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Here's some tips to help you take care of your wellbeing while working from home

One of the biggest changes for many people brought about by COVID-19 over the last couple of years has been working from home. 

According to the Office for National Statistics, in 2020, 37% of working UK adults did at least some work from home – this was up from 27% the previous year. 

When asked about homeworking, the ONS found that working adults stated work-life balance was the greatest positive.

The lack of tiring and expensive commutes may be a boon for many, but WFH can also pose challenges, for example some of us might feel isolated.

Here are some tips to help you feel more productive and motivated, and to take care of your wellbeing while working from home.

Have a routine

We are creatures of habit and, without a daily routine, the boundaries between work and personal time can become blurred. Follow your normal sleep and work patterns if you can, and stay consistent.

Get up at the same time daily, eat breakfast and get dressed. Use what would be your usual ‘commute time’ to take some exercise, get some fresh air, read or listen to music before logging on.

Importantly, when your shift or work day has ended, stop working – resist the temptation to send one more email! Focus on your home life and try to get to bed at your usual time. 

Create your own clutter-free workspace

If you are lucky enough, set up a home ‘office’ in a quiet space away from other people and distractions. Gather everything you need for your work and shut the door if you can.

It’s important to be comfortable. While it might be tempting to curl up on a sofa, it’s much better to sit at a desk or table, just as you would in an office. Use NHS guidelines to set up your workspace correctly, as much as you possibly can.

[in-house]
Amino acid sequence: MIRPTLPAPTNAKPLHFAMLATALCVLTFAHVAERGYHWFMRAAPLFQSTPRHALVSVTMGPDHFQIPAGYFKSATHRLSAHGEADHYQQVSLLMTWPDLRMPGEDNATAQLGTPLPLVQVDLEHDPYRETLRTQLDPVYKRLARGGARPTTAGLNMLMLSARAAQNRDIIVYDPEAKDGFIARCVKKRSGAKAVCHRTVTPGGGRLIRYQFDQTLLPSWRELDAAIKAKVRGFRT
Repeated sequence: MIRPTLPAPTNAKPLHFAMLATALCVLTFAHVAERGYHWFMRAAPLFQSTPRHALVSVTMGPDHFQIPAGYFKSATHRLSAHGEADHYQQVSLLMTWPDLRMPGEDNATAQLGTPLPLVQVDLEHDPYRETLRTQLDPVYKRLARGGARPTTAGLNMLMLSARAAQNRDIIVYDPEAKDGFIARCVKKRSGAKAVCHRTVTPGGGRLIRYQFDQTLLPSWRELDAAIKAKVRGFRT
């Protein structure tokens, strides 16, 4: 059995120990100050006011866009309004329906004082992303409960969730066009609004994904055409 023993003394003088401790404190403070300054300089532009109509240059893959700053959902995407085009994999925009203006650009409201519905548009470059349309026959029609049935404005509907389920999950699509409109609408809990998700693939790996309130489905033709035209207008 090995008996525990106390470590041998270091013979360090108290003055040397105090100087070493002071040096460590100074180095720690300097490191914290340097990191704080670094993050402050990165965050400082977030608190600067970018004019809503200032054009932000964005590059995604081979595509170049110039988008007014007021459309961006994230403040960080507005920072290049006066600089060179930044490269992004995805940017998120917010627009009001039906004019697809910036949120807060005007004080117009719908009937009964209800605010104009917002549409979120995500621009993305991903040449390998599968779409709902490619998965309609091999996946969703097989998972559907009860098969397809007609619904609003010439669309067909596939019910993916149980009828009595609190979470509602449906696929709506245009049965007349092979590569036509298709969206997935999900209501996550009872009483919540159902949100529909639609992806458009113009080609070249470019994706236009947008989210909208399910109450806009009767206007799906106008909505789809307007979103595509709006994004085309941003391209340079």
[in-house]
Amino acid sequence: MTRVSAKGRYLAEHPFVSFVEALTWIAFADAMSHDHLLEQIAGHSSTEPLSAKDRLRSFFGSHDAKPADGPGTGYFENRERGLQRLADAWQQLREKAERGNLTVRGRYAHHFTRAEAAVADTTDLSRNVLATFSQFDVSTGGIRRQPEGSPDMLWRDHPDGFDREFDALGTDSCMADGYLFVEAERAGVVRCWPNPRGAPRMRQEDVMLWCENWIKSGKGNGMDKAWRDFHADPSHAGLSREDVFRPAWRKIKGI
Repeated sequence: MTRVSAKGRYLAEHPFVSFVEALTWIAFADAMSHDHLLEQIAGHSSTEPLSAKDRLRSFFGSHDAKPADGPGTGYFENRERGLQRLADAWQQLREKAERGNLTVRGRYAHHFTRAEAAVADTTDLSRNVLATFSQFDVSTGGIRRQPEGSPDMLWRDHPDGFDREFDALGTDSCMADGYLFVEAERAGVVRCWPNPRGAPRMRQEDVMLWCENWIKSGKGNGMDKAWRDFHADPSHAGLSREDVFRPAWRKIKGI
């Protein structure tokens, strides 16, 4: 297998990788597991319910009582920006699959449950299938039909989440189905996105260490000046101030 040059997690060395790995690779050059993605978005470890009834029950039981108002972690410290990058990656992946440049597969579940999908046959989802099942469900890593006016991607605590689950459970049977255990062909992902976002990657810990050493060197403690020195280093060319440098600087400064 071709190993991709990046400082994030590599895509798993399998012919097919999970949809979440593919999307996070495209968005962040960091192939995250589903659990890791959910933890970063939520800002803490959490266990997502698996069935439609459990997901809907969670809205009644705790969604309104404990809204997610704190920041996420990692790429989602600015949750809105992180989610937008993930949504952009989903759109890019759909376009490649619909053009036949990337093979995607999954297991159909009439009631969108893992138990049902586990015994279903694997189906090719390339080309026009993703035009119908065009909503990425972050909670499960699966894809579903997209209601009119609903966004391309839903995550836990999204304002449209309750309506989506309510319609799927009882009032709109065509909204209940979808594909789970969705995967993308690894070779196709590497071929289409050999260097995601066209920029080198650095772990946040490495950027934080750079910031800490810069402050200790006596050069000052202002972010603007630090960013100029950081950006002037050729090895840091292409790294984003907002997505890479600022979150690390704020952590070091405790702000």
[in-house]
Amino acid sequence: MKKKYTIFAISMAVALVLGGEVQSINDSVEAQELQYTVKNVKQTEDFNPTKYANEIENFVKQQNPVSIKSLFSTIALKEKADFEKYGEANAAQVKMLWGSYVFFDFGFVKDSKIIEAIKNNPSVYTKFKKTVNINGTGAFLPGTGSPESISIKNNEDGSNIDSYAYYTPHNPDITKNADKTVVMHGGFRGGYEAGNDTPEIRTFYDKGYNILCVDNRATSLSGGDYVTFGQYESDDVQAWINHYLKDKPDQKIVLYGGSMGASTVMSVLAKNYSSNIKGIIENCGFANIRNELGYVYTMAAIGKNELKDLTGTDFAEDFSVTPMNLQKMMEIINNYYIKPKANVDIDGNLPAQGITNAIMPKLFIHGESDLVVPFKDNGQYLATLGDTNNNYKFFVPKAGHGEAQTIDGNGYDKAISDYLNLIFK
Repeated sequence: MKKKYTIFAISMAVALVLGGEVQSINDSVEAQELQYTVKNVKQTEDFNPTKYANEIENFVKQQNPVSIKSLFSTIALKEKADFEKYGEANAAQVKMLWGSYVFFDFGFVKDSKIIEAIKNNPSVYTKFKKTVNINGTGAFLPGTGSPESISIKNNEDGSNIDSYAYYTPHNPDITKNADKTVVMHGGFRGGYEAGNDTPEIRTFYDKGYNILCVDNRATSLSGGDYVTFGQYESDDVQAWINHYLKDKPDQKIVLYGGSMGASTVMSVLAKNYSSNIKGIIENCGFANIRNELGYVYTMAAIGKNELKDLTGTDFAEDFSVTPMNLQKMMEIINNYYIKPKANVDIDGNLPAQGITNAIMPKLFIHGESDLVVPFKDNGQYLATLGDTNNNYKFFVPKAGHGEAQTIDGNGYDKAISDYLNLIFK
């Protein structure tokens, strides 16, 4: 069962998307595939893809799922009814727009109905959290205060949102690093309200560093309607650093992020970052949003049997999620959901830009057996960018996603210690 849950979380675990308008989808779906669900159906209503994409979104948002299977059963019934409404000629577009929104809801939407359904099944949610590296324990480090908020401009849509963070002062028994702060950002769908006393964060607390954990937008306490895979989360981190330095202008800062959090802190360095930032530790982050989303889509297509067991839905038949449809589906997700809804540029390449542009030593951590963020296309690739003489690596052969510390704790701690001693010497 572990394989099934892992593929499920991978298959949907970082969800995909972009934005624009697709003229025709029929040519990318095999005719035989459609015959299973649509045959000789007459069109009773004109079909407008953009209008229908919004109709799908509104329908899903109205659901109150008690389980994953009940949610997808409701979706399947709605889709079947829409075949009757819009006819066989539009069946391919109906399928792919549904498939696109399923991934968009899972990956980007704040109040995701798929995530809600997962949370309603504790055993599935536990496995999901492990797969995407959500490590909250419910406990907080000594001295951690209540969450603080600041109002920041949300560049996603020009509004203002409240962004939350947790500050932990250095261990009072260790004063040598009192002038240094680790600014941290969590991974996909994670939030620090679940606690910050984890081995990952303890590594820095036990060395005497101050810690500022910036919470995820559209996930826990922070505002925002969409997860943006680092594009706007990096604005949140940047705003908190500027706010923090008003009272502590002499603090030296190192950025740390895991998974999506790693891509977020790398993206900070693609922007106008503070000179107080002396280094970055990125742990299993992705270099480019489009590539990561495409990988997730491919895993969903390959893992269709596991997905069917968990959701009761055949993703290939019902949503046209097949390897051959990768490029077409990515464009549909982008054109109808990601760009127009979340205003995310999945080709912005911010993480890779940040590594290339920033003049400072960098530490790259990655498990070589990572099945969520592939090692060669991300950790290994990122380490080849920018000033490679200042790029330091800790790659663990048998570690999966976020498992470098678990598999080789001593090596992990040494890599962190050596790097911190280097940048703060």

If you do not have office furniture such as an adjustable chair, try using cushions to support your back or a box as a footrest.

Focus only on your work when you are in this space to create a boundary between your professional and personal lives.

It can be difficult if there are other distractions to deal with, such as children at home, who may think you are on holiday and want to spend time with you.

Have a discussion about your needs with those you live with. Remind them that you have work to do and need to be able to concentrate.

Take a break

Manage stress levels by taking regular breaks. Try to take a lunch break away from your work space and take regular screen breaks throughout the day. This will give you time to concentrate on something else and you will feel more focused when you return. Even just a few minutes of a short break each hour can help your productivity.

Try to spend time outdoors when you can. Regular time in green space is great for mental health.

Stay healthy

Eat, sleep and exercise well. Don’t skip breakfast, don’t work through lunch and resist popping to the kitchen for snacks. Don’t compromise your sleep. Keep up physical activity, whether it’s by going for a walk in your neighbourhood or using online exercise tutorials for a front room workout.

Ask for help 

If you begin to feel overwhelmed, ask for help. Technology issues may have left you frustrated or you may be feeling isolated. Don’t be afraid to talk to your manager or HR team about how you are feeling. 

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